Wehler, 1987, p. 249f and Fulcher, 2004, p. 16.
Weber - Kellermann, 1983, p. 126 and Wehler, 1987, p. 253f.
Smelser, 1972, p. 210f. and Polanyi, 1944, p. 74.
See Egner, 1985, p. 142-151 and p. 153-160.
many people spend most of their free time on the streets and in bars to substitute for a missing home, constituting a ―half-open family structure‖.871 Thus, the family as reference point was also missing in the leisure time, particularly for servants and former journeymen without any own family. Time after work had to be spend in new ways, which was mostly accommodated by the newly created infrastructure of restaurants, pubs and bowling alleys, but also gymnastic clubs and choirs. A whole new worker culture evolved.872 Those institutions, the friendly society in particular, had besides recreational functions also the task to save or withhold a part of the worker‘s income for inelastic expenditures such as funerals, sickness or old age. It served thus as savings bank and insurance company.873 In conclusion, Capitalism was able to produce more goods that could be afforded and consumed even by workers but at the same time it did not cause a better and more equal distribution of those commodities within society. Only a small fraction of the population gained of industrialization. The bigger part had to face the destruction of their traditions, habits and familiar surroundings. This further loss in social harmony between the classes later on resulted in uprisings, riots and in the end even revolutions in the 19th and 20th century. This demonstrates once more the character of Capitalism for conflict and constant struggle as Weber and also Sombart described it.
5.2.3. New institutions as precondition for economic development The emergence of Capitalism marked the end of an epoch where ‗nature-given‘ inequalities between humans were transferred into a system depending on one‘s social status. The social class an individual belonged to was no longer determined by birth but by the individual‘s performance in society. Social positions were defined by new hierarchies between worker and entrepreneur, therefore between propertied and propertyless class. Until the industrial revolution, life was relatively simple and clearly arranged, taking place mainly in small villages and shaped by the obligations of the feudal system. The main concern of the peasants was the maintenance of the status quo for families over generations, although of course regional differences in the details of daily life existed, sometimes already accompanied by proto-industrial structures.874 Wehler, 1987, p. 253.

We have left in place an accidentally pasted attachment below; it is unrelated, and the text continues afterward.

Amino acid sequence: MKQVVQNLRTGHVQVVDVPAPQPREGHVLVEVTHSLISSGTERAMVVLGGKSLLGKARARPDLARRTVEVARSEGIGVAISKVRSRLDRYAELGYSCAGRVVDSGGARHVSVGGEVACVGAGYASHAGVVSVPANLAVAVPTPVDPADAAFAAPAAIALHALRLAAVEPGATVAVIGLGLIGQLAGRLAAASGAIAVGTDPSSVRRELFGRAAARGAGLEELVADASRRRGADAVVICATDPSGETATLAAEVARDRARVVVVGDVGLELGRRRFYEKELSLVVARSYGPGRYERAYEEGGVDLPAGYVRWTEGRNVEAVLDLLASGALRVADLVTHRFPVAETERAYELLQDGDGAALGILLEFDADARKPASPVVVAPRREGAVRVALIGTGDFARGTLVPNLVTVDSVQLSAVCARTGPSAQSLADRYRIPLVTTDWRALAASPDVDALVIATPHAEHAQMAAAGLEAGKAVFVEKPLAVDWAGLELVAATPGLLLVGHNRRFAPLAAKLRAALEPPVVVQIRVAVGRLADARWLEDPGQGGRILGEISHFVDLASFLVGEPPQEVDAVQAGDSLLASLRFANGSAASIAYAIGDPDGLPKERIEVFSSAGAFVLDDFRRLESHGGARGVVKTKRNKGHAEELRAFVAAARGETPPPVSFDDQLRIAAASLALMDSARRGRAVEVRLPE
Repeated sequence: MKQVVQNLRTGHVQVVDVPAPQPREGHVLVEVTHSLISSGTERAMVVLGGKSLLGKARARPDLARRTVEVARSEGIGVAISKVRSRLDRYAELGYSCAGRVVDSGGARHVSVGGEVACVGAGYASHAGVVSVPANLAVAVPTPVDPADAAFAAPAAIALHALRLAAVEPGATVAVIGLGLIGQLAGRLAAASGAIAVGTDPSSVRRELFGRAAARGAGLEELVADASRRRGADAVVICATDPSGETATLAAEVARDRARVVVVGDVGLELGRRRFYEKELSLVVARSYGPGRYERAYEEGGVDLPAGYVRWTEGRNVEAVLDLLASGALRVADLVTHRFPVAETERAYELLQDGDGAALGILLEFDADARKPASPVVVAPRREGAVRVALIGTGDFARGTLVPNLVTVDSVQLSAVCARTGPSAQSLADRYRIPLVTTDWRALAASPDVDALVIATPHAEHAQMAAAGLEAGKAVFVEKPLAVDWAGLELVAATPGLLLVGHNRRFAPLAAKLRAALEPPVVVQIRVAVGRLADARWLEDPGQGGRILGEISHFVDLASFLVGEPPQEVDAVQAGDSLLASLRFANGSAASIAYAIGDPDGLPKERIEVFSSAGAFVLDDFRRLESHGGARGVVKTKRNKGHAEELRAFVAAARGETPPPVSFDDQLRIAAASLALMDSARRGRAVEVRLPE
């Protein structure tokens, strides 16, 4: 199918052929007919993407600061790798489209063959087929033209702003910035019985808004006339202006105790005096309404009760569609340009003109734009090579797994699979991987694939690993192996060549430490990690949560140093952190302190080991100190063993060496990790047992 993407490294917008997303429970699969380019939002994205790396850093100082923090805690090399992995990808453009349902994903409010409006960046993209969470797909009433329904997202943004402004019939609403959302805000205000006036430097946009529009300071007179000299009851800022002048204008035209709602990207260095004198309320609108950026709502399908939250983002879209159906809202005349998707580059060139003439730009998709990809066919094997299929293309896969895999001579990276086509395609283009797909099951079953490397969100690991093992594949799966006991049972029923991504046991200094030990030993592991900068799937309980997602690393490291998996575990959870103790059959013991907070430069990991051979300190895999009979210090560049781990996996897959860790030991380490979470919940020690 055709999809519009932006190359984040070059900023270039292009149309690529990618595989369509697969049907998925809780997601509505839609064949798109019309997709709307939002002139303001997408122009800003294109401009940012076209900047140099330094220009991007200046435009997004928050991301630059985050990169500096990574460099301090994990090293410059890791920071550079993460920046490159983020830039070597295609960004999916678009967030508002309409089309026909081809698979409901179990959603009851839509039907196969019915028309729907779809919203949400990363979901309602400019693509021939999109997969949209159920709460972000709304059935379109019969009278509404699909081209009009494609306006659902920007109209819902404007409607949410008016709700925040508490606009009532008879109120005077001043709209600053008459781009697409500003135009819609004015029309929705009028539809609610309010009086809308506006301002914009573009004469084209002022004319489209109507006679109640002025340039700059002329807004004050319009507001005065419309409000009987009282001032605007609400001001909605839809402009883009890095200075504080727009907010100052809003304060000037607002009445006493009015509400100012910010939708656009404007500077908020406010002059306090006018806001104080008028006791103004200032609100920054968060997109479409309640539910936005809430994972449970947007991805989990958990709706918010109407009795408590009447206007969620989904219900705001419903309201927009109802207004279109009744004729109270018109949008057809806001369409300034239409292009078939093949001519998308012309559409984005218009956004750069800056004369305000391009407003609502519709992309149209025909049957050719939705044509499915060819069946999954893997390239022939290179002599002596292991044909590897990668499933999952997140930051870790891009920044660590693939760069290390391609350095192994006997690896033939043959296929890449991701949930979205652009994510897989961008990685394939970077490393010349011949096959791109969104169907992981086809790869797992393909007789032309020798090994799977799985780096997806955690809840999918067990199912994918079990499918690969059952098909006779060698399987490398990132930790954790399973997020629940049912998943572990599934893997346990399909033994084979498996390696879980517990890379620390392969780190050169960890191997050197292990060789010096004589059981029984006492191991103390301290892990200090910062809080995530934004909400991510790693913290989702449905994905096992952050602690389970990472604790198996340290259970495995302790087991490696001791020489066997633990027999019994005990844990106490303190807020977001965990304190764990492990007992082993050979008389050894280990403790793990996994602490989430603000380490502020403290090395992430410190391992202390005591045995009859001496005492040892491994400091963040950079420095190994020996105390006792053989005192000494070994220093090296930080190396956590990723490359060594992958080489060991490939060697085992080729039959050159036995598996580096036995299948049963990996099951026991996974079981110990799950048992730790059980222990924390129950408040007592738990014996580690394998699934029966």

Kaschuba and Gall, 1990, p. 16 and 22f.
Smelser, 1972, p. 181f.
Kaschuba and Gall, 1990, p. 5 and 14f.
This static system was disrupted in the 19th century by economic, technological, scientific, demographic, social and cultural developments leading to migration into the cities and ushering in the end of the pre-capitalistic era. The most obvious effect of the new institutional system was thus a process of proletarization, which together with the pauperization of the rural population and the emergence of wage labor relations in a market economy lead to the destruction of the traditional character of the settled population. They were transformed into a new type of individual, ―migratory, lacking in self-respect and discipline – crude, callous beings‖ 875 of whom on the lower end of society the laborer and at its upper end the capitalist were an example.876 Depending on the skill and the specific sector workers were employed in, they could be better off financially by working in a factory than by working in agriculture. Even then, Capitalism caused the destruction of the workers‘ social environment, e.g. their neighborhood and their standing in the community and thus of all social and cultural relationships they were formerly embedded in. Even more than the economic exploitation which already from feudal times was known, this was the main cause of the worker‘s degradation. The economic process merely contributes to the destruction of the cultural environment because ―the goals for which individuals will work are culturally determined‖.877 The disappearance of the traditional institutions, the individualization and the atomistic dislocation of the human being from its ‗natural being‘ of the pre-modern society of the past caused the loss of self-respect and standards.878 Capitalism separated labor from the household and thus made it a commodity to be traded on a market with its conditions negotiated by contracts. Contracts can be interpreted as a means of freedom, contrasting to the non-contractual institutions of kinship, neighborhood and religion. These forms of social environment claim the allegiance of individuals, restraining their freedom, e.g. within the traditional household. To destroy those relations permanently, the spontaneous reinvention of traditional institutions had to be prevented. It was feared that not to do so would harm the economic development of the country.879 The experience of riots and revolutions such as in England during the 18th century and also the memory on the French Revolution made entrepreneurs take precautions to prevent the organization of the workers. Especially the first generation of laborers despised the factory where they felt degraded and tortured. To prevent the association of workers with each Polanyi, 1944, p. 128.
Weber - Kellermann, 1988, p. 389.
Polanyi, 1944, p. 129 and 156ff.
Köster and Plumpe, 2007, p. 8.
Polanyi, 1944, p. 163.